What Goes Up Is Rapidly Coming Down

Danielle Gailey

UNIV 200

Professor Walter G. Campbell

30 July 2014


What Goes Up Is Rapidly Coming Down

        The main decoration for many parties is contributing to the extinction of the Earth’s second most abundant element (“The Element Helium”). Helium, a natural gas that was found on the sun before it was on planet Earth is declining rapidly due to the many uses humans have become accustomed to helium providing (“The Element Helium”). There are extremely important benefits of the human use of helium such as its presence in arc shields that allow things such as power wind tunnels, pressurizing rocket fuel tanks, and medical MRI’s (“Helium“). Krule and Prywes state that, “No other gas is as light without being combustible. Those properties, as well as its very low boiling point and high thermal conductivity, make it indispensable for aerospace engineering, deep-sea diving, and cryogenics.” However, a great percentage of helium is falling victim to the overuse through mediums such as party balloons and voice manipulation. Within the next forty years if helium use is as consistent at is remains to be today, the world will no longer possess the noble gas named helium (“Witchalls”).

Helium derives mainly from underground gas pockets in the Great Plains, allowing the United States of America to remain relatively in control of the commercial helium production (Krule and Prywes). According to the National Academy of Sciences, helium consumption grows at a four percent increase each year, yet the prices have remained relatively constant for helium throughout the years. In 1925 the United States created the National Helium Reserve in order to prepare for zeppelin warfare (“Selling the Nation’s Helium Reserve”). However, the agency in charge of maintaining the reserve, BLM, was sitting on a plentiful amount of helium by 1996, but also an extreme amount of debt of 1.6 billion dollars (Krule and Prywes). Encouragement to creep out of debt was to begin selling bits of the helium in the reserve to private companies.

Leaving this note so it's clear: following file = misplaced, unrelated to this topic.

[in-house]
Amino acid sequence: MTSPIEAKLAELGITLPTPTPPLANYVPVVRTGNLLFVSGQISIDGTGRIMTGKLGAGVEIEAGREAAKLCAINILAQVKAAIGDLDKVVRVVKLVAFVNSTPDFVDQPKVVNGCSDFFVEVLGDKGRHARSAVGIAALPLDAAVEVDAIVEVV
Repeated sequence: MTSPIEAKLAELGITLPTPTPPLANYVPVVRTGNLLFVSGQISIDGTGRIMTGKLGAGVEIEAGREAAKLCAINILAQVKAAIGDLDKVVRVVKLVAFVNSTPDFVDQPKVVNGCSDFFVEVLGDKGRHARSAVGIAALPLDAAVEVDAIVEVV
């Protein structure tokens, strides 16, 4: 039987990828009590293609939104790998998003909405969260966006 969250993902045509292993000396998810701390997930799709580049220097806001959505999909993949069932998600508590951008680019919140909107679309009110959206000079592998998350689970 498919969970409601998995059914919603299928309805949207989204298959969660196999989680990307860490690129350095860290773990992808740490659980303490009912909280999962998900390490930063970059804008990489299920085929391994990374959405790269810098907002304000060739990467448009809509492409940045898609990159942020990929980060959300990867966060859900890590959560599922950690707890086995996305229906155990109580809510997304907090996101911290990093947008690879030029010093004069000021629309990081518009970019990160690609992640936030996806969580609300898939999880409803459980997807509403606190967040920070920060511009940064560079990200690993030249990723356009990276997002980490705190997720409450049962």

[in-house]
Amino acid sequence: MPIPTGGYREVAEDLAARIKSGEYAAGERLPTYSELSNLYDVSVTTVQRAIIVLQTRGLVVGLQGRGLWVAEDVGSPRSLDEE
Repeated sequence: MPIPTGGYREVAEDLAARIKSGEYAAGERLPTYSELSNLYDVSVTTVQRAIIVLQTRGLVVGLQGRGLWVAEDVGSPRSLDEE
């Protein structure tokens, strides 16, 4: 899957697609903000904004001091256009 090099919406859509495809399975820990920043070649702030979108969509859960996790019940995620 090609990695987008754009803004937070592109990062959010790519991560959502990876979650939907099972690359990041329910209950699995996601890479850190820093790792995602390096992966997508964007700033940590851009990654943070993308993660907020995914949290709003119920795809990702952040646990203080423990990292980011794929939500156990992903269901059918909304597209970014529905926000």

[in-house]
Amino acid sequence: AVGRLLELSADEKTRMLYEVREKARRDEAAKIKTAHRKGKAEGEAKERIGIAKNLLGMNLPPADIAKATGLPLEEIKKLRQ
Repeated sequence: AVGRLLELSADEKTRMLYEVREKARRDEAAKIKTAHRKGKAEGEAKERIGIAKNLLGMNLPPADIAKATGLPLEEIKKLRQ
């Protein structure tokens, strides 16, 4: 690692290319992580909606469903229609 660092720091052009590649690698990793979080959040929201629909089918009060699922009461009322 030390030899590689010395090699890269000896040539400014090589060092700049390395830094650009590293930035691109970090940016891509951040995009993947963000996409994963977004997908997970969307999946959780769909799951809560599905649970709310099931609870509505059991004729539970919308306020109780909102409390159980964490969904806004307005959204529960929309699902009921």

In the past, when the United States has allowed reserve contents to be distributed, they have restricted the distribution to times only categorized as an emergency (“Selling the Nation’s Helium Reserve”). Helium for financial reasons was different. The Helium Privatization Act of 1996 approved by Congress allowed for the United States to essentially sell the entire helium reserve in order to recover debt (“Selling the Nation’s Helium Reserve”). The price to sell helium was set to an amount that was precisely how much they needed to become debt free, with barely any profit resulting. This is why helium remains so cheap today. There is this whole entity that helium is a renewable resource because if not the government would not let us be using this much of it for this low of a price (Malik). Take gasoline for an example to compare the price of helium to. It is about three dollars and forty cents on a good day per gallon. Helium balloons however can be found for sale at less than one single dollar bill.